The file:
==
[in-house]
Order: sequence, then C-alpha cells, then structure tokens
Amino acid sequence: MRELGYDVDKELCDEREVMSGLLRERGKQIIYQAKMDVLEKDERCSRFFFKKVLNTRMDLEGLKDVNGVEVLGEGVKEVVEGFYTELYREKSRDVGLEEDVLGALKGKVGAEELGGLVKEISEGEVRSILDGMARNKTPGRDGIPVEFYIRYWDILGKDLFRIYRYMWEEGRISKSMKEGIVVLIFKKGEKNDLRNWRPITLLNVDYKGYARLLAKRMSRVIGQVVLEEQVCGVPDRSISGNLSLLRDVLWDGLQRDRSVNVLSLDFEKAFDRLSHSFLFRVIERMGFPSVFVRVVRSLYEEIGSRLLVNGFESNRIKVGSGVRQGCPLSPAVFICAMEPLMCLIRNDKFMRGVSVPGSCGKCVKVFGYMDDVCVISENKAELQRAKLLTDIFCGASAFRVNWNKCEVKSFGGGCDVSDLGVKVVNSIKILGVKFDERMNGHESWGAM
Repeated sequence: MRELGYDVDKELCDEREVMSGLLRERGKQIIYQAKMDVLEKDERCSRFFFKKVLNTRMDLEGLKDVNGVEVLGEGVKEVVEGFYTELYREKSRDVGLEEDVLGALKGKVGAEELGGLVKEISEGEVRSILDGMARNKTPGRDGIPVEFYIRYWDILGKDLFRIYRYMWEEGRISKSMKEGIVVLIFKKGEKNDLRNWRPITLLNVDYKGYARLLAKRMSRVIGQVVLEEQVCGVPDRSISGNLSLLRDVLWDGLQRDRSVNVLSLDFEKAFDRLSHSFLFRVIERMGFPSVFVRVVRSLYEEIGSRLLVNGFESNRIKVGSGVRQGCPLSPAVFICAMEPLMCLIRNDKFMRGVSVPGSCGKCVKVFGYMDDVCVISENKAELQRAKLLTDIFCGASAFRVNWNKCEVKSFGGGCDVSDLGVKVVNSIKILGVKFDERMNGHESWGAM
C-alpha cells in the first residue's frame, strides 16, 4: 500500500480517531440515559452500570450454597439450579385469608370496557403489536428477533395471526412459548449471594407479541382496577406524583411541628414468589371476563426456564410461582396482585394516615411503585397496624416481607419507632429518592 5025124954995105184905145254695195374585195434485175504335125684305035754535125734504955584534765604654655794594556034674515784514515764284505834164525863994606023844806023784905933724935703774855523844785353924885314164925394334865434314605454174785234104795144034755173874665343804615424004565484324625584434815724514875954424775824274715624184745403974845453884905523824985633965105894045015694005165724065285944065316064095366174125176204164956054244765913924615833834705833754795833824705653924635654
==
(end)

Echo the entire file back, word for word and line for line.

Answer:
[in-house]
Order: sequence, then C-alpha cells, then structure tokens
Amino acid sequence: MRELGYDVDKELCDEREVMSGLLRERGKQIIYQAKMDVLEKDERCSRFFFKKVLNTRMDLEGLKDVNGVEVLGEGVKEVVEGFYTELYREKSRDVGLEEDVLGALKGKVGAEELGGLVKEISEGEVRSILDGMARNKTPGRDGIPVEFYIRYWDILGKDLFRIYRYMWEEGRISKSMKEGIVVLIFKKGEKNDLRNWRPITLLNVDYKGYARLLAKRMSRVIGQVVLEEQVCGVPDRSISGNLSLLRDVLWDGLQRDRSVNVLSLDFEKAFDRLSHSFLFRVIERMGFPSVFVRVVRSLYEEIGSRLLVNGFESNRIKVGSGVRQGCPLSPAVFICAMEPLMCLIRNDKFMRGVSVPGSCGKCVKVFGYMDDVCVISENKAELQRAKLLTDIFCGASAFRVNWNKCEVKSFGGGCDVSDLGVKVVNSIKILGVKFDERMNGHESWGAM
Repeated sequence: MRELGYDVDKELCDEREVMSGLLRERGKQIIYQAKMDVLEKDERCSRFFFKKVLNTRMDLEGLKDVNGVEVLGEGVKEVVEGFYTELYREKSRDVGLEEDVLGALKGKVGAEELGGLVKEISEGEVRSILDGMARNKTPGRDGIPVEFYIRYWDILGKDLFRIYRYMWEEGRISKSMKEGIVVLIFKKGEKNDLRNWRPITLLNVDYKGYARLLAKRMSRVIGQVVLEEQVCGVPDRSISGNLSLLRDVLWDGLQRDRSVNVLSLDFEKAFDRLSHSFLFRVIERMGFPSVFVRVVRSLYEEIGSRLLVNGFESNRIKVGSGVRQGCPLSPAVFICAMEPLMCLIRNDKFMRGVSVPGSCGKCVKVFGYMDDVCVISENKAELQRAKLLTDIFCGASAFRVNWNKCEVKSFGGGCDVSDLGVKVVNSIKILGVKFDERMNGHESWGAM
C-alpha cells in the first residue's frame, strides 16, 4: 500500500480517531440515559452500570450454597439450579385469608370496557403489536428477533395471526412459548449471594407479541382496577406524583411541628414468589371476563426456564410461582396482585394516615411503585397496624416481607419507632429518592 5025124954995105184905145254695195374585195434485175504335125684305035754535125734504955584534765604654655794594556034674515784514515764284505834164525863994606023844806023784905933724935703774855523844785353924885314164925394334865434314605454174785234104795144034755173874665343804615424004565484324625584434815724514875954424775824274715624184745403974845453884905523824985633965105894045015694005165724065285944065316064095366174125176204164956054244765913924615833834705833754795833824705653924635654